And finally the Commission. The umpire has been central to a concept of fairness in our industrial legal system. The ability of the umpire to set minimum standards of employment through the award system is a critical part of having a fair safety net. And yet there are now only a limited number of allowable matters about which the Commission can make a decision. The Commission has in effect been written out of huge chunks of the industrial relations arena by the Workplace Relations Act 1996. To have a fairer legal system we need to take the shackles off the Commission and restore the umpire to its rightful place.

Abolishing AWA’s, providing for a collective bargaining right, and restoring the role of the Commission would all be good steps toward an ideal industrial legal system.

“We work together at work but we work together as a people as

Finally, I want to talk a little about how our industrial culture affects the broader culture of our people. Because the way we relate to each other at work points us in the direction of even bigger cultural issues.

The UK is a very class orientated society compared to Australia. Indeed the history of unions in the UK and their reaction to the industrial revolution and the establishment of the working class has in some respects enshrined that.

The US, through organised labour not having a place at the table, is a society which is largely based on wealth. The greatest division between rich and poor in the OECD occurs in the United States.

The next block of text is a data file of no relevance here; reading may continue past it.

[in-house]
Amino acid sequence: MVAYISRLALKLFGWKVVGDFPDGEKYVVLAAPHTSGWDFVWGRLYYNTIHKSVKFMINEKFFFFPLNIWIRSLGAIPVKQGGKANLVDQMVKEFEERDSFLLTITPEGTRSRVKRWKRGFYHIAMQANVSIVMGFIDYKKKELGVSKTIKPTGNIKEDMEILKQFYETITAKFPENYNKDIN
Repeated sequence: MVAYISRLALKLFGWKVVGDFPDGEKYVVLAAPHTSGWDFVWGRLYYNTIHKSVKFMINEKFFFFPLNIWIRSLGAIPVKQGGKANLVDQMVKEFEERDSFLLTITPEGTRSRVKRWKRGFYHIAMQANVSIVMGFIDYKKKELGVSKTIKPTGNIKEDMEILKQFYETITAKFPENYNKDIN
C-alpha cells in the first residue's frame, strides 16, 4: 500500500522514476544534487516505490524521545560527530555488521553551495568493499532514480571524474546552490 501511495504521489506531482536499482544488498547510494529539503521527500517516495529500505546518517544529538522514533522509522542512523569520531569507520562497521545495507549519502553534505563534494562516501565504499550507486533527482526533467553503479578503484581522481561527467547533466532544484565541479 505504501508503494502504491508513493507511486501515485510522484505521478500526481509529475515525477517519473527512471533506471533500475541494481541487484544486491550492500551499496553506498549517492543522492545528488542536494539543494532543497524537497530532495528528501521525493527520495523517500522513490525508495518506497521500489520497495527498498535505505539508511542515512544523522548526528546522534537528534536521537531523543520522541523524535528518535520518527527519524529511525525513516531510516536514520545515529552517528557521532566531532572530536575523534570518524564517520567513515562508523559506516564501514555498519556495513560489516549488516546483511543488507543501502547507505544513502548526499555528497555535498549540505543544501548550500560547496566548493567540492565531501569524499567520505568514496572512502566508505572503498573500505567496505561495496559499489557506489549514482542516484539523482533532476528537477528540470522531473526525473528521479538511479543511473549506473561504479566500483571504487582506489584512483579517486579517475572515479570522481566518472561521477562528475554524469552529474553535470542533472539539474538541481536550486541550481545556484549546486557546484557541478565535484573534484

Yet while sharing the history of the UK our journey to the New World has helped us shrug off concepts of class. At the same time our consensus between labour and capital has prevented the disparity of wealth from occurring in Australia that has been seen in the United States.

I believe that the consensus between labour and capital and the pre 1996 industrial laws were critical to our system of industrial relations. But it goes beyond that. Because both were vital pillars which underpinned the culture of our people. A culture which is egalitarian, a culture which is compassionate, a culture which is fair.

We work together at work but we work together as a people as well.

And we can see that in so many ways which go far beyond industrial relations. A few years ago a series on the ABC reminded us of how Australians working together in the most horrendous conditions in the prisoner of war camps in Changi saw Australia have the highest survival rate of any nation in the Japanese prisoner of war camps.

We see it in the shared love of sport that so many of us have. So you can be a dock hand loading trucks at 5am at Linfox or you can be Lindsay Fox and you’ll both have a view about what it means that Brisbane has won the last three grand finals and what it means that Collingwood is on the bottom of the ladder.

And we also saw it in the remarkable achievement that was the Sydney Olympic Games and in particular the opening ceremony. The opening ceremony highlighted a number of wonderful things about Australia: our fantastic sea fauna, and our indigenous culture. But you may remember that scene with the men and women in their work boots and their work clothes using angle grinders which sent sparks into the night sky that told the world that ordinary Australian workers were extraordinary too.

At our best ours is a culture which acknowledges diversity and embraces it. Ours is a culture which is based on unity rather than division. We are freer than Europe and fairer than America. And when our Federal Government seeks to change us both legally and culturally as they have so patently done over the last few years they not only threaten to lessen us as a people but they threaten to remove Australia’s unique contribution to humanity.

Address by ACTU Assistant Secretary Richard Marles to the Australian Human Resources Institute Convention 2004
Melbourne Exhibition and Convention Centre 11 May 2004